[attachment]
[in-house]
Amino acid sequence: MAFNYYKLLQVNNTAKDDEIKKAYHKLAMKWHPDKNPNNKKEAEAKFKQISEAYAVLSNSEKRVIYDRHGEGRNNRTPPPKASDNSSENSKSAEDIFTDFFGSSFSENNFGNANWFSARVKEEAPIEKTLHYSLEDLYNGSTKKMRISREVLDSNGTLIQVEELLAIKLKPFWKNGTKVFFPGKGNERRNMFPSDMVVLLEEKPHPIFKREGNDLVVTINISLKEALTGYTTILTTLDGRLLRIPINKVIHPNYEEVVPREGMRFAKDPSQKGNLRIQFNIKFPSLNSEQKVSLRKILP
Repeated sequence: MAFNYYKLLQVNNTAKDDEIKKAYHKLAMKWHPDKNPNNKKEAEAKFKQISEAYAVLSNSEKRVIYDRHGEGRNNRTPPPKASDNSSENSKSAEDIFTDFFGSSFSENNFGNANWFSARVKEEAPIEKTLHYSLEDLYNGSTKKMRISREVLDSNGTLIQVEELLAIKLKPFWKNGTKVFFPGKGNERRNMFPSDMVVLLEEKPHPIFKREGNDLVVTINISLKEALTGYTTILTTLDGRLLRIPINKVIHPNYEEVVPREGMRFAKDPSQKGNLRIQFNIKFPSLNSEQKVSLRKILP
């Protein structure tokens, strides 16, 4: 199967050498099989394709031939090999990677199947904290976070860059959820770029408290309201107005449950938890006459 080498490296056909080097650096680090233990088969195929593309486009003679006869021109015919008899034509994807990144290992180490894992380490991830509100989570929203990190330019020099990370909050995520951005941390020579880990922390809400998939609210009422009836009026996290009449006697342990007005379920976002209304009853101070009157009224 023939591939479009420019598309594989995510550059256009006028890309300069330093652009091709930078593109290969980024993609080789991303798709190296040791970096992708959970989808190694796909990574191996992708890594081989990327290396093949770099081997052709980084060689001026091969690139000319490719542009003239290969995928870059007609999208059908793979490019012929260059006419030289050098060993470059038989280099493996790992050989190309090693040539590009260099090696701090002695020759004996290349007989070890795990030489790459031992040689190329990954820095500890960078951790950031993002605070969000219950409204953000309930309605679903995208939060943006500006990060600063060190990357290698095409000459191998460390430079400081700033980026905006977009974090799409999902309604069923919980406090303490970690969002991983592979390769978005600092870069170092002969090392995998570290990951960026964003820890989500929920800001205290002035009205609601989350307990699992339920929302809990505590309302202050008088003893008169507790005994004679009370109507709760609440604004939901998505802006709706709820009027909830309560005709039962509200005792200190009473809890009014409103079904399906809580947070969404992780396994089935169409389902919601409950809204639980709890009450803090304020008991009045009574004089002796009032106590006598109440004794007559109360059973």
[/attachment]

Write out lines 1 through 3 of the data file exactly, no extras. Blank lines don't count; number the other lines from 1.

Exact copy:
[in-house]
Amino acid sequence: MAFNYYKLLQVNNTAKDDEIKKAYHKLAMKWHPDKNPNNKKEAEAKFKQISEAYAVLSNSEKRVIYDRHGEGRNNRTPPPKASDNSSENSKSAEDIFTDFFGSSFSENNFGNANWFSARVKEEAPIEKTLHYSLEDLYNGSTKKMRISREVLDSNGTLIQVEELLAIKLKPFWKNGTKVFFPGKGNERRNMFPSDMVVLLEEKPHPIFKREGNDLVVTINISLKEALTGYTTILTTLDGRLLRIPINKVIHPNYEEVVPREGMRFAKDPSQKGNLRIQFNIKFPSLNSEQKVSLRKILP
Repeated sequence: MAFNYYKLLQVNNTAKDDEIKKAYHKLAMKWHPDKNPNNKKEAEAKFKQISEAYAVLSNSEKRVIYDRHGEGRNNRTPPPKASDNSSENSKSAEDIFTDFFGSSFSENNFGNANWFSARVKEEAPIEKTLHYSLEDLYNGSTKKMRISREVLDSNGTLIQVEELLAIKLKPFWKNGTKVFFPGKGNERRNMFPSDMVVLLEEKPHPIFKREGNDLVVTINISLKEALTGYTTILTTLDGRLLRIPINKVIHPNYEEVVPREGMRFAKDPSQKGNLRIQFNIKFPSLNSEQKVSLRKILP